Update the user interface.Update the user interface.Update the user interface.

Step 3: Refactoring

We'll need to do some refactoring to make everything work correctly. Open MTViewController.m and declare one instance variable and two properties. The instance variable, session, will keep a reference to the session we'll use for downloading the image.

We also need to refactor the viewDidLoad method, but first I'd like to implement a getter method for the session. Its implementation is pretty straightforward as you can see below. We create a session configuration object using the defaultSessionConfiguration factory method and instantiate the session object with it. The view controller serves as the session's delegate.

With the session accessor implemented, the viewDidLoad method becomes much simpler. We create a download task, as we did in the previous tutorial, and store a reference to the task in downloadTask. We then tell the download task to resume.

Step 4: Canceling the Download

The cancel: action contains the logic for canceling the download task we just created. If downloadTask is not nil, we call cancelByProducingResumeData: on the task. This method accepts one parameter, a completion block. The completion block also takes one parameter, an instance of NSData. If resumeData is not nil, we store a reference to the data object in view controller's resumeData property.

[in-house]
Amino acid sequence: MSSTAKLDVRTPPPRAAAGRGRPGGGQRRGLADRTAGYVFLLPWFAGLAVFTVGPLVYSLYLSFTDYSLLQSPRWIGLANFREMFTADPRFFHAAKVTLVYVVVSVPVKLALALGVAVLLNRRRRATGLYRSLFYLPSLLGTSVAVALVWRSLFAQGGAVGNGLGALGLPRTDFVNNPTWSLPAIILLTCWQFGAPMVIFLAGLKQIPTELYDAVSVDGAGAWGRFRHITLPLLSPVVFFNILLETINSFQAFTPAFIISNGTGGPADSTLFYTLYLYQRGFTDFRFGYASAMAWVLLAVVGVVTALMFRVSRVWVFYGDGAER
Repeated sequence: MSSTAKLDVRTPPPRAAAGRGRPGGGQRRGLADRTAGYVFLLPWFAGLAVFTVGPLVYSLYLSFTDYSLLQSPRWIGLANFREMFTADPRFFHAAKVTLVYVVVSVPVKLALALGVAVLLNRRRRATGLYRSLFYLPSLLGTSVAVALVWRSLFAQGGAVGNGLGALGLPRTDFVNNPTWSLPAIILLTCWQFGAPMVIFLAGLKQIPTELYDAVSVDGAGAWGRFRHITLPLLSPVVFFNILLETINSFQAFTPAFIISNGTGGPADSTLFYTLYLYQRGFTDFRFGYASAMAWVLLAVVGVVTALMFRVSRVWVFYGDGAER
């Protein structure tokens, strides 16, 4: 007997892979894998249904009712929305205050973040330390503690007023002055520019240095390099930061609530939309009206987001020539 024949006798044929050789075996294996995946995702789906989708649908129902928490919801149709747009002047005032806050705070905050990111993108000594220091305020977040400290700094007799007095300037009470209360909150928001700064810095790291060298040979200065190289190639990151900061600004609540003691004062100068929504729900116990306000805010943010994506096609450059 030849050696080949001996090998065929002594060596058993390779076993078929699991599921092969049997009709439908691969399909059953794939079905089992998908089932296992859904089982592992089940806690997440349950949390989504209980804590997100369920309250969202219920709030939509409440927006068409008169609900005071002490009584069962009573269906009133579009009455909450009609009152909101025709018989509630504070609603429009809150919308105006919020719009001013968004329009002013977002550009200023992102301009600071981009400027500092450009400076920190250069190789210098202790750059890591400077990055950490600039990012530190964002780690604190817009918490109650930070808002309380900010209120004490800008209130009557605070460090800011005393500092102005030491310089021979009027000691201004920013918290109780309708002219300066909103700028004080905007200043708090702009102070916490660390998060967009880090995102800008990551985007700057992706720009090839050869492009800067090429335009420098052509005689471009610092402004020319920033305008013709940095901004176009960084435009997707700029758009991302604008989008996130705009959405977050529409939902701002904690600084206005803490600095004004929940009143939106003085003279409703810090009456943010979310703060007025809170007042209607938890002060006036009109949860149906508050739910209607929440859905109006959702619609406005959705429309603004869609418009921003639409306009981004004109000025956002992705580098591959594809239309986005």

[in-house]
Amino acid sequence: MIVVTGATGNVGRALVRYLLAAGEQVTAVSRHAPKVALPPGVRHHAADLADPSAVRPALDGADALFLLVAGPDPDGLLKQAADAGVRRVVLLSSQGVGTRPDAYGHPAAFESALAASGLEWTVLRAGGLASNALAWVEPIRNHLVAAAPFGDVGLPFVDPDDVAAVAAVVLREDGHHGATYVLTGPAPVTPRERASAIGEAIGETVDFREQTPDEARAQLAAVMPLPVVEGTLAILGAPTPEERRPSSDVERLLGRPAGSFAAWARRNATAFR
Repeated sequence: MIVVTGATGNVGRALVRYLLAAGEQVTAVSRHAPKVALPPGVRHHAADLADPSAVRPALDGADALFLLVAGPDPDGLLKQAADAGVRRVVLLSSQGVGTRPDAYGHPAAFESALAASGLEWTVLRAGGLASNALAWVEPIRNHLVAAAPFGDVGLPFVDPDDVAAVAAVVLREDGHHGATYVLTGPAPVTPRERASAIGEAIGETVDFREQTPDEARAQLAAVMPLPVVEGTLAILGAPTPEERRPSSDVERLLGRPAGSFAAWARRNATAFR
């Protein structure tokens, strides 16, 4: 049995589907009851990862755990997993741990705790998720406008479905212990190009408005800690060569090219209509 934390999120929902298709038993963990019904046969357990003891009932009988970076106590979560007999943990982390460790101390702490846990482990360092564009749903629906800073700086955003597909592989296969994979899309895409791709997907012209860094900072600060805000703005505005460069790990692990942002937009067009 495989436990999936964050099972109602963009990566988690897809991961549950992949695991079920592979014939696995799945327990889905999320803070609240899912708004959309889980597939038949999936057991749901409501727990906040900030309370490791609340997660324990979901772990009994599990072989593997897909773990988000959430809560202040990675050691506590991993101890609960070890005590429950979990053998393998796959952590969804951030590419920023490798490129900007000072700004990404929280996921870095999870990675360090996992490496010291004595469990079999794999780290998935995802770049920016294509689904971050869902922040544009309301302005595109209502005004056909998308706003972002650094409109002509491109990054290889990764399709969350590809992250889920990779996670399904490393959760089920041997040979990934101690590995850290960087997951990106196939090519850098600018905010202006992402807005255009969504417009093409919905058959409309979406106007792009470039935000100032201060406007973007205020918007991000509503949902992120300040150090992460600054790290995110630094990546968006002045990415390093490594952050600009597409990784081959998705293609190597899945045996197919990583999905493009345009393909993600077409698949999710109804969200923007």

If a download is not resumable, the completion block's resumeData parameter is nil. Not every download is resumable so it's important to check if resumeData is a valid NSData object.

Step 5: Resuming the Download

Resuming the download task after it was canceled is easy. In the resume: action, we check if the view controller's resumeData property is set. If resumeData is a valid NSData object, we tell the session object to create a new download task and pass it the NSData object. This is all the session object needs to recreate the download task that we canceled in the cancel: action. We then tell the download task to resume and set resumeData to nil.